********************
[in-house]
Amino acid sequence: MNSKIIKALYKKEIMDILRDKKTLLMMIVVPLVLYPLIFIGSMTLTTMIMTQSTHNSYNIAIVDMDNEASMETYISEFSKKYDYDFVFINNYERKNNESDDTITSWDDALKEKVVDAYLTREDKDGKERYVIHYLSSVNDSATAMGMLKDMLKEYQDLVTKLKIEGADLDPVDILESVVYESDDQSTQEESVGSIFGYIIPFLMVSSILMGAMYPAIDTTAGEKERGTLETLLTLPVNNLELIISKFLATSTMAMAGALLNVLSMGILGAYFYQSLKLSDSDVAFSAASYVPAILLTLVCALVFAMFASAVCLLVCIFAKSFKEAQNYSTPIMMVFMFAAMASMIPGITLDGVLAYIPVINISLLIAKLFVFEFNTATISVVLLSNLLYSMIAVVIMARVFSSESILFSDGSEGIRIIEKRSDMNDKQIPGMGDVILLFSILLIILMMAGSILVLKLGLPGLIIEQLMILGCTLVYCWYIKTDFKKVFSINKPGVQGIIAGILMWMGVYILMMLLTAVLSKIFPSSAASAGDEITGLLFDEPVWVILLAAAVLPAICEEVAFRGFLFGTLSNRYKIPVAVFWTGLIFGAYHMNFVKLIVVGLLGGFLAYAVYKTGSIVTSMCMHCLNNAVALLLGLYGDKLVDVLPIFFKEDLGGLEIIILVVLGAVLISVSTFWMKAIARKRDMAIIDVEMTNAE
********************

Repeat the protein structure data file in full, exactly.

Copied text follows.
[in-house]
Amino acid sequence: MNSKIIKALYKKEIMDILRDKKTLLMMIVVPLVLYPLIFIGSMTLTTMIMTQSTHNSYNIAIVDMDNEASMETYISEFSKKYDYDFVFINNYERKNNESDDTITSWDDALKEKVVDAYLTREDKDGKERYVIHYLSSVNDSATAMGMLKDMLKEYQDLVTKLKIEGADLDPVDILESVVYESDDQSTQEESVGSIFGYIIPFLMVSSILMGAMYPAIDTTAGEKERGTLETLLTLPVNNLELIISKFLATSTMAMAGALLNVLSMGILGAYFYQSLKLSDSDVAFSAASYVPAILLTLVCALVFAMFASAVCLLVCIFAKSFKEAQNYSTPIMMVFMFAAMASMIPGITLDGVLAYIPVINISLLIAKLFVFEFNTATISVVLLSNLLYSMIAVVIMARVFSSESILFSDGSEGIRIIEKRSDMNDKQIPGMGDVILLFSILLIILMMAGSILVLKLGLPGLIIEQLMILGCTLVYCWYIKTDFKKVFSINKPGVQGIIAGILMWMGVYILMMLLTAVLSKIFPSSAASAGDEITGLLFDEPVWVILLAAAVLPAICEEVAFRGFLFGTLSNRYKIPVAVFWTGLIFGAYHMNFVKLIVVGLLGGFLAYAVYKTGSIVTSMCMHCLNNAVALLLGLYGDKLVDVLPIFFKEDLGGLEIIILVVLGAVLISVSTFWMKAIARKRDMAIIDVEMTNAE